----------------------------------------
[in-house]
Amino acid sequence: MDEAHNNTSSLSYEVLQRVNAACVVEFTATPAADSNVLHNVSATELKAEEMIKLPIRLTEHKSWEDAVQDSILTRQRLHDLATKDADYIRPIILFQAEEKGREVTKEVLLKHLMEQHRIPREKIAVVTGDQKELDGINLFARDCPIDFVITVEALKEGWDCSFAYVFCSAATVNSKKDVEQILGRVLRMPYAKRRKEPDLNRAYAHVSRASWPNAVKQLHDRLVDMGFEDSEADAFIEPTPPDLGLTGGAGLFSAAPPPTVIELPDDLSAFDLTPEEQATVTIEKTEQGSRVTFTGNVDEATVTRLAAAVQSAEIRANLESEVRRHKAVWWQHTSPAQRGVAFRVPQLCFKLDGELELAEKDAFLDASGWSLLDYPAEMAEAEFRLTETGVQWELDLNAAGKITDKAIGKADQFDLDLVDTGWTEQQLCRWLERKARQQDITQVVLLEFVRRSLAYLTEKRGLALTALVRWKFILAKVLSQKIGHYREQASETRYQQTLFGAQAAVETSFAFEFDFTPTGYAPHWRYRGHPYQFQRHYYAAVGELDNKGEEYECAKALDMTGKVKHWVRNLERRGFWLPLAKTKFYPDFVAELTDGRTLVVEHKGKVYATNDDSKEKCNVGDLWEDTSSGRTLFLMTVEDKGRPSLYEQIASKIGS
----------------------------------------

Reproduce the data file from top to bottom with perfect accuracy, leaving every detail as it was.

[in-house]
Amino acid sequence: MDEAHNNTSSLSYEVLQRVNAACVVEFTATPAADSNVLHNVSATELKAEEMIKLPIRLTEHKSWEDAVQDSILTRQRLHDLATKDADYIRPIILFQAEEKGREVTKEVLLKHLMEQHRIPREKIAVVTGDQKELDGINLFARDCPIDFVITVEALKEGWDCSFAYVFCSAATVNSKKDVEQILGRVLRMPYAKRRKEPDLNRAYAHVSRASWPNAVKQLHDRLVDMGFEDSEADAFIEPTPPDLGLTGGAGLFSAAPPPTVIELPDDLSAFDLTPEEQATVTIEKTEQGSRVTFTGNVDEATVTRLAAAVQSAEIRANLESEVRRHKAVWWQHTSPAQRGVAFRVPQLCFKLDGELELAEKDAFLDASGWSLLDYPAEMAEAEFRLTETGVQWELDLNAAGKITDKAIGKADQFDLDLVDTGWTEQQLCRWLERKARQQDITQVVLLEFVRRSLAYLTEKRGLALTALVRWKFILAKVLSQKIGHYREQASETRYQQTLFGAQAAVETSFAFEFDFTPTGYAPHWRYRGHPYQFQRHYYAAVGELDNKGEEYECAKALDMTGKVKHWVRNLERRGFWLPLAKTKFYPDFVAELTDGRTLVVEHKGKVYATNDDSKEKCNVGDLWEDTSSGRTLFLMTVEDKGRPSLYEQIASKIGS